I have been wanting to make a rowan berry string for the past ten years, ever since Charlie Farrow first showed us how to make the rowan cross during a festival workshop. There were no berries available that year, so we made do with haws. When I finally foraged some late hanging rowan berries this weekend, I was delighted to find how easy it was to push a sharp needle through the berry and draw the thread through. My string is now hanging against a hot water tank to dry over the next few weeks.

Each autumn, I harvest rosehips, haws and purple sloes. The rosehips are full of vitamin C, their bright, scarlet clusters shine in a tantalizing glow amidst the briars. Like blackberry brambles, you forage carefully. If you don’t pay great attention, the backward thorns will extract their drop of blood or threads of fabric when you least expect it. Once caught, you cannot wrench yourself free, but must work backwards to remove the thorns before they claim a larger price.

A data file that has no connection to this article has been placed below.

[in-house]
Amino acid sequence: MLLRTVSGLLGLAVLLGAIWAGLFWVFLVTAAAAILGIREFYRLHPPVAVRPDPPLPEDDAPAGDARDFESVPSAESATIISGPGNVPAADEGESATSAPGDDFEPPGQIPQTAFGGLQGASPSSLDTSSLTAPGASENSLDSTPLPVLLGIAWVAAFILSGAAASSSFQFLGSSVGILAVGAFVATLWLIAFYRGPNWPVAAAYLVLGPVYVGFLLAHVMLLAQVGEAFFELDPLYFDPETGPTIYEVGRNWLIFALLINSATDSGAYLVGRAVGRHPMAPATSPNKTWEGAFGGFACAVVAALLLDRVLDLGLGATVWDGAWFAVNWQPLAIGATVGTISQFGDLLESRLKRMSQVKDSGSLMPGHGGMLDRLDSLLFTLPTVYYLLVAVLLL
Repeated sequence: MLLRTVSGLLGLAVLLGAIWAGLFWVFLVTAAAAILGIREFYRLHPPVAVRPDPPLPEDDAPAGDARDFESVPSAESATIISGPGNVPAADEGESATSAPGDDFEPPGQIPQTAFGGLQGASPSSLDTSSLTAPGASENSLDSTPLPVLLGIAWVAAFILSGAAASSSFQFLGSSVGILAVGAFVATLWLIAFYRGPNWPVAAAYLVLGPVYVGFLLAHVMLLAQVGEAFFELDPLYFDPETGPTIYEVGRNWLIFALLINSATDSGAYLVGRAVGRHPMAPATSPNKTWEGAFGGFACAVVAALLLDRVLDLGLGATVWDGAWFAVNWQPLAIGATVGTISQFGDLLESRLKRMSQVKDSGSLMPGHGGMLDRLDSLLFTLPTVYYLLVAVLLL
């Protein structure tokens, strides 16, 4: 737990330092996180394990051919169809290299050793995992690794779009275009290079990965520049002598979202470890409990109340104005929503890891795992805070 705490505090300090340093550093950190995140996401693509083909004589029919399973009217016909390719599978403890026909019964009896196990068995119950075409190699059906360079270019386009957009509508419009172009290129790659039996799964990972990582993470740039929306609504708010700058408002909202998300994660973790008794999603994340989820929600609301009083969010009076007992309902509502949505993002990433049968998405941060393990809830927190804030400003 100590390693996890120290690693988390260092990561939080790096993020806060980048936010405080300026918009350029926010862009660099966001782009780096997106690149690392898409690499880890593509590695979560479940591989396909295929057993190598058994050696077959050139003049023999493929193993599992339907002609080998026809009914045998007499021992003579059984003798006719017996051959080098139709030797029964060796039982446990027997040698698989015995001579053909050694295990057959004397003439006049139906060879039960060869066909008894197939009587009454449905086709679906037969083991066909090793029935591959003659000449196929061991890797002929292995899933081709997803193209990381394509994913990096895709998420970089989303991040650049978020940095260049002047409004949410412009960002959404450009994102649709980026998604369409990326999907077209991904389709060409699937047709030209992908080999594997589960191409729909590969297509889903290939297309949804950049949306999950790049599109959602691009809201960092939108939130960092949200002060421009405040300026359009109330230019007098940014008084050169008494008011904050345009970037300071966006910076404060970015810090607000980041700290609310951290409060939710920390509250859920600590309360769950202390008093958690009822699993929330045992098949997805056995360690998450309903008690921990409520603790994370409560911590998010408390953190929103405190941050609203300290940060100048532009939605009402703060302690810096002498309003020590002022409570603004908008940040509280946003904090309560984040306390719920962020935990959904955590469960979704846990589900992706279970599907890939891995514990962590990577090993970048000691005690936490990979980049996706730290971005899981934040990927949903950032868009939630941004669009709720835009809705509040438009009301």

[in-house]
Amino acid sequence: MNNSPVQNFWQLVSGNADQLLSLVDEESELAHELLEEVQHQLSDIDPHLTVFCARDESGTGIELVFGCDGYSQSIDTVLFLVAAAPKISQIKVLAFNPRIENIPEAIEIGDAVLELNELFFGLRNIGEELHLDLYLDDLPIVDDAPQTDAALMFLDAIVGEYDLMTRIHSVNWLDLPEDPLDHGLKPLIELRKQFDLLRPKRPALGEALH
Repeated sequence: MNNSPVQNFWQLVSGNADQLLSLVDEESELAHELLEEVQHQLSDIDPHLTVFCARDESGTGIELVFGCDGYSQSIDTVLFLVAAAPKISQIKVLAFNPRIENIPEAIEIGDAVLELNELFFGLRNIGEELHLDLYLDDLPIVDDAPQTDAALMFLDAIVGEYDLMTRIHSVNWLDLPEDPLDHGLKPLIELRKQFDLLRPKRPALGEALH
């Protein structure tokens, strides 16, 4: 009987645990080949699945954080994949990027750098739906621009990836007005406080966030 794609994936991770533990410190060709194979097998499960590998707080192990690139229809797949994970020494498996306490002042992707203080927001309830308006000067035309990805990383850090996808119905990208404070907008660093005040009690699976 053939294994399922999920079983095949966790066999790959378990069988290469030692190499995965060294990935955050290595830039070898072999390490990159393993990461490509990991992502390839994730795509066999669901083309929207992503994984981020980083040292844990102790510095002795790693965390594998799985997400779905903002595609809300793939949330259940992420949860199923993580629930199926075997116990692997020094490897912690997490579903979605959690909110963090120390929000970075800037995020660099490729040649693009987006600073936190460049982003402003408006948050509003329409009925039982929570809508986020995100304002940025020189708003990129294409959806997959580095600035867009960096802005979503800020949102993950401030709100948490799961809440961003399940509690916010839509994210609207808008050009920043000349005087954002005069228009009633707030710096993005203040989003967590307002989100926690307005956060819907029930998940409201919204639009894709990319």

Some of the rosehip harvest will be dried for use throughout the year. I’m not making rosehip honey this year as I haven’t started the honey I made two years ago. I am going to make some rosehip syrup and maybe add sloes to the mixture.

This is a good year for sloes. Some people like to harvest after the first frost, but you can easily mimic the cold by placing your harvest in the freezer before processing, ensuring the skins are split. Like rosehips, sloes are full of vitamin C. Their astringent nature can also help with loose stools.

Haws have become increasingly important to me over the years. Dried, they make a pleasant tea, boosting the immune system if a handful of astralagus root and rosehips are added.